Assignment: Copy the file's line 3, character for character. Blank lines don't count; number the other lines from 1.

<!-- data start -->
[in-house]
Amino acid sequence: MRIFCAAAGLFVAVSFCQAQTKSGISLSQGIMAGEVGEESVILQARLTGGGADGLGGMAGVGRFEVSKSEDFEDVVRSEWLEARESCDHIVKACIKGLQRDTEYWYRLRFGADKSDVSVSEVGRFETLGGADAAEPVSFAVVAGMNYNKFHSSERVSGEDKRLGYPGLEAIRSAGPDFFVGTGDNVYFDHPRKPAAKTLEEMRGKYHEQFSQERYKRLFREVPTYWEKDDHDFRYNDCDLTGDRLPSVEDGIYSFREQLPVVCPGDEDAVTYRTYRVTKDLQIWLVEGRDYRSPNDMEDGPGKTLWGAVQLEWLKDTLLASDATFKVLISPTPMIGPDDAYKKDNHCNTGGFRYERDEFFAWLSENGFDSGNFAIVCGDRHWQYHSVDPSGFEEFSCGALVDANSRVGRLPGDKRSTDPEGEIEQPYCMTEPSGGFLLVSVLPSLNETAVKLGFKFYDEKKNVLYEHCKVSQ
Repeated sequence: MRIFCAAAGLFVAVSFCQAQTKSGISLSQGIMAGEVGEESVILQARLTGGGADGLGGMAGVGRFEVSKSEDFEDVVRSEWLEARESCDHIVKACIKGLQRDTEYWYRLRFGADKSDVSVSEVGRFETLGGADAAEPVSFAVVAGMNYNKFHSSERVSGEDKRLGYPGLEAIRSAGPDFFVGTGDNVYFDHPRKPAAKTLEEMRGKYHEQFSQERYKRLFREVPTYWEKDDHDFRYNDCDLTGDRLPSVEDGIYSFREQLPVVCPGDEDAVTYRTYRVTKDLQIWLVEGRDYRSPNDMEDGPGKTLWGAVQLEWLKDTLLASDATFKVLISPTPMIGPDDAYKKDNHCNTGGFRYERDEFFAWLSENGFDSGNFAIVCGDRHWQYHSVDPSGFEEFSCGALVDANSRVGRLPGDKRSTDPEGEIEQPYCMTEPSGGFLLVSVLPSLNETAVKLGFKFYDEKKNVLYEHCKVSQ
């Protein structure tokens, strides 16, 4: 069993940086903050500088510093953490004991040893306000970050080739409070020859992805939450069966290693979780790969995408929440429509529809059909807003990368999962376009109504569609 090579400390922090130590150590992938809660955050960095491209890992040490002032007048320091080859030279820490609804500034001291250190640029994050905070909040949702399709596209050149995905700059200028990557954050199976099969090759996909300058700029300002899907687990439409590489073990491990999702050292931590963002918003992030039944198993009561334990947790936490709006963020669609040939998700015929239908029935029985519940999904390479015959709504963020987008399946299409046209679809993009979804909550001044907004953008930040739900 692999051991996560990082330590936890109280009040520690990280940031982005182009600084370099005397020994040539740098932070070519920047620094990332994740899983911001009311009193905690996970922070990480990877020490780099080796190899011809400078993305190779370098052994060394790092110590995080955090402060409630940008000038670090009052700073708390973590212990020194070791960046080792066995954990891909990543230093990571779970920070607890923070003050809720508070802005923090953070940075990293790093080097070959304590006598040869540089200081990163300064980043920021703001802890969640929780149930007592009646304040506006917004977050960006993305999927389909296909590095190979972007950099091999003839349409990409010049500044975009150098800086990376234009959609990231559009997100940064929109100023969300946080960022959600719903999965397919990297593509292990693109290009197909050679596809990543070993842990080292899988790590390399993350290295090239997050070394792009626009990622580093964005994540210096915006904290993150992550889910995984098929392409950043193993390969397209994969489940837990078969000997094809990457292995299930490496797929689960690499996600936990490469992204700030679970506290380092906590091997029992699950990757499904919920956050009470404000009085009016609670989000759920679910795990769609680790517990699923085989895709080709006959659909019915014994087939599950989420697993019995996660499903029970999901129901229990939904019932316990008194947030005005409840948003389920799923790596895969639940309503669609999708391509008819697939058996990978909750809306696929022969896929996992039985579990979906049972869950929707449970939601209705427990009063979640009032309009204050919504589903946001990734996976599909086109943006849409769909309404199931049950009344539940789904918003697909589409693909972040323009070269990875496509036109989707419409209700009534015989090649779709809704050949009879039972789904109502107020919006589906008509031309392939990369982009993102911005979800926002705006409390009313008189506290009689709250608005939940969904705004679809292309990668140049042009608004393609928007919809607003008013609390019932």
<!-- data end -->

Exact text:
Repeated sequence: MRIFCAAAGLFVAVSFCQAQTKSGISLSQGIMAGEVGEESVILQARLTGGGADGLGGMAGVGRFEVSKSEDFEDVVRSEWLEARESCDHIVKACIKGLQRDTEYWYRLRFGADKSDVSVSEVGRFETLGGADAAEPVSFAVVAGMNYNKFHSSERVSGEDKRLGYPGLEAIRSAGPDFFVGTGDNVYFDHPRKPAAKTLEEMRGKYHEQFSQERYKRLFREVPTYWEKDDHDFRYNDCDLTGDRLPSVEDGIYSFREQLPVVCPGDEDAVTYRTYRVTKDLQIWLVEGRDYRSPNDMEDGPGKTLWGAVQLEWLKDTLLASDATFKVLISPTPMIGPDDAYKKDNHCNTGGFRYERDEFFAWLSENGFDSGNFAIVCGDRHWQYHSVDPSGFEEFSCGALVDANSRVGRLPGDKRSTDPEGEIEQPYCMTEPSGGFLLVSVLPSLNETAVKLGFKFYDEKKNVLYEHCKVSQ